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MTV's Upfront Features New Comedies, Alicia Keys

Network previews 'Snooki and JWoww vs. the World'

Nicole Polizzi and Jenni Farley on location for "Snooki and JWoww vs. the World." | Photo by Adam Robb/Getty Images

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"This is where Justin Bieber got his start," MTV's on-air personality Sway Calloway reminded the audience at the network's upfront presentation on Thursday evening.

As the TV world's broadcast presentations get closer, cable networks are upping the ante. Rather than a blowout party or a nice breakfast, Calloway emceed a show that felt like last year's Fox upfront, right down to the venue (the Beacon Theater on New York's Upper West Side).

The presentation itself ran about 90 minutes, with clips from new series including Underemployed, Zach Stone Is Gonna Be Famous and Catfish. Talent was in heavy attendance; alongside new roomie/co-star Jenni "JWoww" Farley, Jersey Shore's Nicole "Snooki" Polizzi took the stage in wedge heels and a very brief maternity dress to promote the pair's eponymous new show.

If there was any lingering doubt as to whether the network is in on the Jersey Shore joke, it was laid to rest during the preview of Zach Stone. The series follows a character who, in the words of lead actor Bo Burnham, "doesn't have any talent—but that doesn't have anything to do with being famous."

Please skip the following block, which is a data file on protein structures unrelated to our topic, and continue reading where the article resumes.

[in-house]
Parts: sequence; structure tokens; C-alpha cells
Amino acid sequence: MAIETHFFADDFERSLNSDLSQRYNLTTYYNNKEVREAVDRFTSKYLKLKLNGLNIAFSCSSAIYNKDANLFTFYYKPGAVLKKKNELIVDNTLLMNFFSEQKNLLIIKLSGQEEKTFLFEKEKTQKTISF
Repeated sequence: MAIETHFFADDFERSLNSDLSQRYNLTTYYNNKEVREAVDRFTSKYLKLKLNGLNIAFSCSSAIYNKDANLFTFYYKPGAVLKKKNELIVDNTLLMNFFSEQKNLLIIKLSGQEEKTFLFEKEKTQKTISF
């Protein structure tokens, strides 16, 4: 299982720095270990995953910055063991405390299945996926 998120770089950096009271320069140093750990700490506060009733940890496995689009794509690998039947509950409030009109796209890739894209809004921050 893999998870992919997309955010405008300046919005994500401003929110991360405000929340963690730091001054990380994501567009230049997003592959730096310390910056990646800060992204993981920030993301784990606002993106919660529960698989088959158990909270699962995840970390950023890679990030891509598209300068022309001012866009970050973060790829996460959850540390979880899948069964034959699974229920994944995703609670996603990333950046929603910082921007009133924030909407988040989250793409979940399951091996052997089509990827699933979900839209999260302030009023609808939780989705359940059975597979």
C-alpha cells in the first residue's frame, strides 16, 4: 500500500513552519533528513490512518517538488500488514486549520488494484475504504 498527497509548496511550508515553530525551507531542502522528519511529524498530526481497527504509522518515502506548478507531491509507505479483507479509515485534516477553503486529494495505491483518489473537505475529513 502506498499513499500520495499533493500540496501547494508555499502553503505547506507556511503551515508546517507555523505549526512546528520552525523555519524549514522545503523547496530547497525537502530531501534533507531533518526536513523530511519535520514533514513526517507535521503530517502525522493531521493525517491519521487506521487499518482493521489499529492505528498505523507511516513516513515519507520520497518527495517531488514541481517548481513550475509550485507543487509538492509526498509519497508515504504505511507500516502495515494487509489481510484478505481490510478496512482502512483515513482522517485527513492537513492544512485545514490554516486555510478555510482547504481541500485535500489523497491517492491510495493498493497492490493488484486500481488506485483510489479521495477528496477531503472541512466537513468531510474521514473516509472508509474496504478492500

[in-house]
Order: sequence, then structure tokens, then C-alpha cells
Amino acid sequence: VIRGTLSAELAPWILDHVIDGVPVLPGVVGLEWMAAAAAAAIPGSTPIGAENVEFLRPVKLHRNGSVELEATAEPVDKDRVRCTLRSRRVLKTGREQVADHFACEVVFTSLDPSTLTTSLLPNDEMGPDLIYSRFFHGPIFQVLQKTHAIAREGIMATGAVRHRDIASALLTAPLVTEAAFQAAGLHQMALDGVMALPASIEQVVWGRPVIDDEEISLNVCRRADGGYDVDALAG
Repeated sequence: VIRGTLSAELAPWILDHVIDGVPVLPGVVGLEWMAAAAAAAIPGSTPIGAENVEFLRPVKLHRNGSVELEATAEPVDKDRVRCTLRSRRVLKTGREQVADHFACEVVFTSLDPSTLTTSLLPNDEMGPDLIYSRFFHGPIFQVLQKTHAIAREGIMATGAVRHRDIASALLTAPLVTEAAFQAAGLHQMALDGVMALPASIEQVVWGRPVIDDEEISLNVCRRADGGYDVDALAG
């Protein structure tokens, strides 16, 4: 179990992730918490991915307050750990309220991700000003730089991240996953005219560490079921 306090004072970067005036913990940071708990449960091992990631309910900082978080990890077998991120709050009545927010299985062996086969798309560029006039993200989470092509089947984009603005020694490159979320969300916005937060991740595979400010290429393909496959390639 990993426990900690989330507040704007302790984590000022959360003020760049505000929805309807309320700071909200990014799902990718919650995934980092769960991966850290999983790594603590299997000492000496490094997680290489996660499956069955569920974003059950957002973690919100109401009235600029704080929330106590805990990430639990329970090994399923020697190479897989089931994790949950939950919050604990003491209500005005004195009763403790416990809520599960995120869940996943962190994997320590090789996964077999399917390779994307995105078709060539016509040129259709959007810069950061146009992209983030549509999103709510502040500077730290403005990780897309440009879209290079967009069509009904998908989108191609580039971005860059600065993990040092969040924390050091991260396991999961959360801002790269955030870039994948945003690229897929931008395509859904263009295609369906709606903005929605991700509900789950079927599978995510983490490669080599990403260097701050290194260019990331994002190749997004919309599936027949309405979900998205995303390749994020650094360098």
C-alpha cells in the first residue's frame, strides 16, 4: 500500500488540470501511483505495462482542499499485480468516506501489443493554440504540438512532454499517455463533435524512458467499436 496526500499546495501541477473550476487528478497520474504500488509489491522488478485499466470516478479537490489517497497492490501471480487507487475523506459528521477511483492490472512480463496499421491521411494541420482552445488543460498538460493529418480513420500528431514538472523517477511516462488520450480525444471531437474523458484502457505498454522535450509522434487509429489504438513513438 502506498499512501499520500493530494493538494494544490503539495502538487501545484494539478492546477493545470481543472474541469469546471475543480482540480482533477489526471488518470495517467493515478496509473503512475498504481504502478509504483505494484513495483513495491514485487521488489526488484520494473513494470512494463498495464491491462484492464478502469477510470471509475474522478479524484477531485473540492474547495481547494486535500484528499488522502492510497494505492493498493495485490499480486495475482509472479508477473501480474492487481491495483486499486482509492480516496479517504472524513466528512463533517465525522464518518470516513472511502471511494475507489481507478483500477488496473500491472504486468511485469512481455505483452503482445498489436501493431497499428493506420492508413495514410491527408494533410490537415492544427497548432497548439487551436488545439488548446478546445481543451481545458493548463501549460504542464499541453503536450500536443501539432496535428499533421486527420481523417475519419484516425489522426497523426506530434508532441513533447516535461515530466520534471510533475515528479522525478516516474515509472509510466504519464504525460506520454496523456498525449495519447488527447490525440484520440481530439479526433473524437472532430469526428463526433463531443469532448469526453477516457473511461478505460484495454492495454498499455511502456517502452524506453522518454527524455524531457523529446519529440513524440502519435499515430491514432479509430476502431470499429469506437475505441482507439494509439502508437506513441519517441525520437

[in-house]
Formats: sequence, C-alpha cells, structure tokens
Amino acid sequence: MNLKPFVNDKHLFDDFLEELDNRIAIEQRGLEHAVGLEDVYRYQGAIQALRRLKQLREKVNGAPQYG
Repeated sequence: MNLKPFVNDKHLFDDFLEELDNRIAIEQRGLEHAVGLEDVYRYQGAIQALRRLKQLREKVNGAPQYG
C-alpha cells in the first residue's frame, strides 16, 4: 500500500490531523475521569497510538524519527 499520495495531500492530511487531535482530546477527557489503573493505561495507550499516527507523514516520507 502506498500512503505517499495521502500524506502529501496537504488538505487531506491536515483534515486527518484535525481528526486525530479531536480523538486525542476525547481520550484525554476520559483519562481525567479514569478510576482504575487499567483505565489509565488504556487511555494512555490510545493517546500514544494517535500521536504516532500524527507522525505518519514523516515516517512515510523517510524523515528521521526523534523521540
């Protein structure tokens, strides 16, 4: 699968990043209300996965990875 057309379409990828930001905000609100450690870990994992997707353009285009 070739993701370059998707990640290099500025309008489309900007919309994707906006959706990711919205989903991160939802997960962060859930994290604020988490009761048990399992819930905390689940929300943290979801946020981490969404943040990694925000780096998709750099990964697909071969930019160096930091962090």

Zach Stone is one of two scripted comedies the network is adding to its slate this year; the other is Inbetweeners, based on a U.K. format but repurposed with U.S. characters. The network also previewed a scripted drama on the way called Underemployed, which strongly recalled HBO's Girls in subject matter, if not in execution.

MTV made serious use of its access to rock stars: the pop-rock trio, fun., played its ubiquitous single "We Are Young" during the presentation, with Alicia Keys closing the night with a mini-set that included a never-before-performed song and her hit "Streets of New York." The after party at the Roseland Ballroom included "molecular mixologists" who served treats like margarita-flavored marshmallows and rum-and-coke pop rocks, as well as photo booths where starstruck ad buyers could pose with network stars.